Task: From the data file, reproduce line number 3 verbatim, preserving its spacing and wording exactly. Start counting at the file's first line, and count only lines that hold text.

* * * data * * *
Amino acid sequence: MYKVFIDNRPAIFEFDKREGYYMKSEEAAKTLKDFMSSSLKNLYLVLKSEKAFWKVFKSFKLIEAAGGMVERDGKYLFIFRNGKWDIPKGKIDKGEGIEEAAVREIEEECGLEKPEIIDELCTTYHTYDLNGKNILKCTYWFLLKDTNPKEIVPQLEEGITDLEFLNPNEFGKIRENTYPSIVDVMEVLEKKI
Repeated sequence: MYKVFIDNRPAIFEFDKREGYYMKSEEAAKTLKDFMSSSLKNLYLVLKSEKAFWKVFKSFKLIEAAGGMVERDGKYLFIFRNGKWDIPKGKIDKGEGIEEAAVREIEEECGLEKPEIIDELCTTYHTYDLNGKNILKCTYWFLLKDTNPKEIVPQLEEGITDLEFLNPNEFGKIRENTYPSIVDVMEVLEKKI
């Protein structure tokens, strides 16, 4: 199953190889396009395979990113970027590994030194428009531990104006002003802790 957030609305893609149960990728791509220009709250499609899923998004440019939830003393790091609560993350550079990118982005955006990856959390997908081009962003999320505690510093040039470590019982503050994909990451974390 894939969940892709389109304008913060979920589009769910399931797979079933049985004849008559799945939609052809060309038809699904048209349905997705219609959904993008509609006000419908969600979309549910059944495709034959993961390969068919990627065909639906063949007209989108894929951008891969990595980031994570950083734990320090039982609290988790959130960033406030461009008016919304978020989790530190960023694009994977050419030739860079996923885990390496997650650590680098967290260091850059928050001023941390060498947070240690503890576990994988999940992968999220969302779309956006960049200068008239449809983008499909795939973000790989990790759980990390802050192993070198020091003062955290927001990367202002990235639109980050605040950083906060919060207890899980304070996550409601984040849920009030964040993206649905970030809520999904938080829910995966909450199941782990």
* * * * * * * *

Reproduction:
């Protein structure tokens, strides 16, 4: 199953190889396009395979990113970027590994030194428009531990104006002003802790 957030609305893609149960990728791509220009709250499609899923998004440019939830003393790091609560993350550079990118982005955006990856959390997908081009962003999320505690510093040039470590019982503050994909990451974390 894939969940892709389109304008913060979920589009769910399931797979079933049985004849008559799945939609052809060309038809699904048209349905997705219609959904993008509609006000419908969600979309549910059944495709034959993961390969068919990627065909639906063949007209989108894929951008891969990595980031994570950083734990320090039982609290988790959130960033406030461009008016919304978020989790530190960023694009994977050419030739860079996923885990390496997650650590680098967290260091850059928050001023941390060498947070240690503890576990994988999940992968999220969302779309956006960049200068008239449809983008499909795939973000790989990790759980990390802050192993070198020091003062955290927001990367202002990235639109980050605040950083906060919060207890899980304070996550409601984040849920009030964040993206649905970030809520999904938080829910995966909450199941782990």